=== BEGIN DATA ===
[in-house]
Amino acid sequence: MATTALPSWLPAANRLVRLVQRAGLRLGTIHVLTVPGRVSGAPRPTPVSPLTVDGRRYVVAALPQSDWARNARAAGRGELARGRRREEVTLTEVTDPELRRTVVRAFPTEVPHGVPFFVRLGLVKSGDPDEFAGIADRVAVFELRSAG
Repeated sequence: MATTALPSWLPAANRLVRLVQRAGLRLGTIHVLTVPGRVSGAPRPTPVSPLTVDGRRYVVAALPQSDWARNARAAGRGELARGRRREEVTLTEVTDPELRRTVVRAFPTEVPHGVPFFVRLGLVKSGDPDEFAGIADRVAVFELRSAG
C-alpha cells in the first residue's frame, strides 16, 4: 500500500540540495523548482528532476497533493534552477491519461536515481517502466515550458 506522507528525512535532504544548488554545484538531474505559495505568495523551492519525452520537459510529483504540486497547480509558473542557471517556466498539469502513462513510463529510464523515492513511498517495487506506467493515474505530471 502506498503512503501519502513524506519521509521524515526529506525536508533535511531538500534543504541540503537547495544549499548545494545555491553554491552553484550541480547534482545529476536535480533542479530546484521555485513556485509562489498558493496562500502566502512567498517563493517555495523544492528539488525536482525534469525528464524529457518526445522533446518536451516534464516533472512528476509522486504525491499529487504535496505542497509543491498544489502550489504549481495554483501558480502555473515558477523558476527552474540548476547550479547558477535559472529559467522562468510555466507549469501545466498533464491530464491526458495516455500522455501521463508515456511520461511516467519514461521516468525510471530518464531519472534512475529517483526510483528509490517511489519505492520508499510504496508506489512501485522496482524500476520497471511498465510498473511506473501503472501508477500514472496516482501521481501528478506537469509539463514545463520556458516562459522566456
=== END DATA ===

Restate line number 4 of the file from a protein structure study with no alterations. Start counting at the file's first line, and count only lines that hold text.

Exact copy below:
C-alpha cells in the first residue's frame, strides 16, 4: 500500500540540495523548482528532476497533493534552477491519461536515481517502466515550458 506522507528525512535532504544548488554545484538531474505559495505568495523551492519525452520537459510529483504540486497547480509558473542557471517556466498539469502513462513510463529510464523515492513511498517495487506506467493515474505530471 502506498503512503501519502513524506519521509521524515526529506525536508533535511531538500534543504541540503537547495544549499548545494545555491553554491552553484550541480547534482545529476536535480533542479530546484521555485513556485509562489498558493496562500502566502512567498517563493517555495523544492528539488525536482525534469525528464524529457518526445522533446518536451516534464516533472512528476509522486504525491499529487504535496505542497509543491498544489502550489504549481495554483501558480502555473515558477523558476527552474540548476547550479547558477535559472529559467522562468510555466507549469501545466498533464491530464491526458495516455500522455501521463508515456511520461511516467519514461521516468525510471530518464531519472534512475529517483526510483528509490517511489519505492520508499510504496508506489512501485522496482524500476520497471511498465510498473511506473501503472501508477500514472496516482501521481501528478506537469509539463514545463520556458516562459522566456